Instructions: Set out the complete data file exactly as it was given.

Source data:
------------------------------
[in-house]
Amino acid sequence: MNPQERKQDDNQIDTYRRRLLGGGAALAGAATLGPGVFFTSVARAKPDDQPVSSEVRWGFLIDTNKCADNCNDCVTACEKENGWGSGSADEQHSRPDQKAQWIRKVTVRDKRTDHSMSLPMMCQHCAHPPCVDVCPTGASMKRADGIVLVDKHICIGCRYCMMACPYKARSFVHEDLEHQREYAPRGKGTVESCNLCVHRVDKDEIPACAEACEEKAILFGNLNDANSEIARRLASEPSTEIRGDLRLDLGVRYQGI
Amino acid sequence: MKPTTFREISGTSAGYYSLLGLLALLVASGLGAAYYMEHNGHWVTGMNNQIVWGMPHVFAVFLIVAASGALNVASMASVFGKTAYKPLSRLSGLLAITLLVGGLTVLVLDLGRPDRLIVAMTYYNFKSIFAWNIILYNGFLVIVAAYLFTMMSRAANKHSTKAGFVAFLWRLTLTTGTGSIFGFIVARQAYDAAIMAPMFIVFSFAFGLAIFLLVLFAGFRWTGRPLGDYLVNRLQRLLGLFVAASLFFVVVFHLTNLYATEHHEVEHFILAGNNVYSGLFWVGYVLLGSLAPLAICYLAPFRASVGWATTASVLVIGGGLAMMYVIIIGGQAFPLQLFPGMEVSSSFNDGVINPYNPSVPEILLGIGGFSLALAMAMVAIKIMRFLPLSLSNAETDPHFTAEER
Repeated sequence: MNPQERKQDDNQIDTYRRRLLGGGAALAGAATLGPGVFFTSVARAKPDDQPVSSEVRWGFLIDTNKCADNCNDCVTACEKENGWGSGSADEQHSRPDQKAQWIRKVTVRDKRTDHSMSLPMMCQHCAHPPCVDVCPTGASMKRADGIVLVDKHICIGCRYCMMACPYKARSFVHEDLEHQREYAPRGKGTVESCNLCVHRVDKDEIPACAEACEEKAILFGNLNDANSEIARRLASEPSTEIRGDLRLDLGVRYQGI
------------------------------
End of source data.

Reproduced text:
[in-house]
Amino acid sequence: MNPQERKQDDNQIDTYRRRLLGGGAALAGAATLGPGVFFTSVARAKPDDQPVSSEVRWGFLIDTNKCADNCNDCVTACEKENGWGSGSADEQHSRPDQKAQWIRKVTVRDKRTDHSMSLPMMCQHCAHPPCVDVCPTGASMKRADGIVLVDKHICIGCRYCMMACPYKARSFVHEDLEHQREYAPRGKGTVESCNLCVHRVDKDEIPACAEACEEKAILFGNLNDANSEIARRLASEPSTEIRGDLRLDLGVRYQGI
Amino acid sequence: MKPTTFREISGTSAGYYSLLGLLALLVASGLGAAYYMEHNGHWVTGMNNQIVWGMPHVFAVFLIVAASGALNVASMASVFGKTAYKPLSRLSGLLAITLLVGGLTVLVLDLGRPDRLIVAMTYYNFKSIFAWNIILYNGFLVIVAAYLFTMMSRAANKHSTKAGFVAFLWRLTLTTGTGSIFGFIVARQAYDAAIMAPMFIVFSFAFGLAIFLLVLFAGFRWTGRPLGDYLVNRLQRLLGLFVAASLFFVVVFHLTNLYATEHHEVEHFILAGNNVYSGLFWVGYVLLGSLAPLAICYLAPFRASVGWATTASVLVIGGGLAMMYVIIIGGQAFPLQLFPGMEVSSSFNDGVINPYNPSVPEILLGIGGFSLALAMAMVAIKIMRFLPLSLSNAETDPHFTAEER
Repeated sequence: MNPQERKQDDNQIDTYRRRLLGGGAALAGAATLGPGVFFTSVARAKPDDQPVSSEVRWGFLIDTNKCADNCNDCVTACEKENGWGSGSADEQHSRPDQKAQWIRKVTVRDKRTDHSMSLPMMCQHCAHPPCVDVCPTGASMKRADGIVLVDKHICIGCRYCMMACPYKARSFVHEDLEHQREYAPRGKGTVESCNLCVHRVDKDEIPACAEACEEKAILFGNLNDANSEIARRLASEPSTEIRGDLRLDLGVRYQGI